7 Things You Should Know About Sexual Harassment in the Workplace

April 19, 2017

Sexual harassment in the workplace can come in many different forms. Here are seven things you should know about sexual harassment, how you can spot it at work, and what to do if you or someone you know are experiencing it.

  1. Sexual harassment in the workplace is unwelcome sexual advances, requests for sexual favors, and other verbal or physical conduct of a sexual nature that tends to create a hostile or offensive work environment. Offensive conduct may include, but is not limited to, offensive jokes, slurs, epithets or name calling, physical assaults or threats, intimidation, ridicule or mockery, insults or put-downs, offensive objects or pictures, and interference with work performance. Sexual harassment is a form of Sex Discrimination that occurs in the workplace. Persons who are the victims of sexual harassment may sue under Title VII of the Civil Rights Act of 1964 which prohibits sex discrimination in the workplace.
  2. Victims of sexual harassment in the workplace can sue for money damages in state and federal courts. If you can prove your claim, you can recover damages for pain and suffering, emotional distress and punitive damages.
  3. Failing to report sexual harassment in the workplace to your boss doesn’t prevent you from filing a lawsuit in court.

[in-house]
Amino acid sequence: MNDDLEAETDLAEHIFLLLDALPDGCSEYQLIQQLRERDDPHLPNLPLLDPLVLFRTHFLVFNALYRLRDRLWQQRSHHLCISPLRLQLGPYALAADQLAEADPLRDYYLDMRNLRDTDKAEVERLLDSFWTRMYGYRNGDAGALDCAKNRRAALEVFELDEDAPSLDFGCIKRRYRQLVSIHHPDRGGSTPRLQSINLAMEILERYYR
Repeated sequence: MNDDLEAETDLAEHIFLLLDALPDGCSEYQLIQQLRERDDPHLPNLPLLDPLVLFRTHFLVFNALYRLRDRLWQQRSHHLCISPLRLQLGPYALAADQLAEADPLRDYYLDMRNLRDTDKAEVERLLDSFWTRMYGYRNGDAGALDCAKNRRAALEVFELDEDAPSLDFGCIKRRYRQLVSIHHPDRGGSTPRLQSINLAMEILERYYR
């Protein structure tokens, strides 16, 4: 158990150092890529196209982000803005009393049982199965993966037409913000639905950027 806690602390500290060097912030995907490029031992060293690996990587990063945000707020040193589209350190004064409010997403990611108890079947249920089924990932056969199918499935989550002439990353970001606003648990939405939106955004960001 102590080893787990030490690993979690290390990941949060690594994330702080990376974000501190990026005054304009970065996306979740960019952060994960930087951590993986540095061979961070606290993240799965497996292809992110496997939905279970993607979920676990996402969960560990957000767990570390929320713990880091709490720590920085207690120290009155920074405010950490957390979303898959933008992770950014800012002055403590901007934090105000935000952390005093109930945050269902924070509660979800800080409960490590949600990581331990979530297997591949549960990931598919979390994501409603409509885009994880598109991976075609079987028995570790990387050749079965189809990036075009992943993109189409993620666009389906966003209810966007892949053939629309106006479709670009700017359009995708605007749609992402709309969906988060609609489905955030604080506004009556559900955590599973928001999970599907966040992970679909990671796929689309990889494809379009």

4. You have one year from the date of the harassment to file a lawsuit.
  5. You can have a claim for sexual harassment based on offensive sexual comments made in the workplace if they create a hostile environment at your workplace.
  6. The employer is automatically liable for harassment by a supervisor that results in a negative employment action such as termination, failure to promote or hire, and loss of wages.
  7. The federal courts did not recognize sexual harassment in the workplace as a form of sex discrimination until the 1970s. The problem originally was perceived as isolated incidents of flirtation in the workplace. Employers are now aware that they can be sued by the victims of workplace sexual harassment. The accusations of sexual harassment made by Professor Anita Hill against  Supreme Court Justice Clarence Thomas during his 1991 confirmation hearings also raised societal consciousness about this issue.



Areva Martin: Today’s Voice On Issues That Matter

Areva Martin represents the victims of Section 14


While promoting an image of Hollywood luxury in the 1950s and 1960s, the City of Palm Springs’ racially restrictive covenants prohibited Black people from sharing that good life or living in white neighborhoods. Instead, Black and Mexican Americans could only build homes in the Section 14 area of the Agua Caliente tribe’s reservation. Then, over a 10-year span from the late 1950s through the 1960s, Palm Springs hatched a plan to demolish Section 14 for the purposes of developing it into more lucrative commercial enterprises. To gain possession of this prime downtown real estate, the city hired contractors to bulldoze the privately-owned houses, often with personal property and belongings inside, and then the city sent the Palm Springs Fire Department to burn the destruction.  Black and Mexican residents were often forced to flee Section 14 with only what they could carry.

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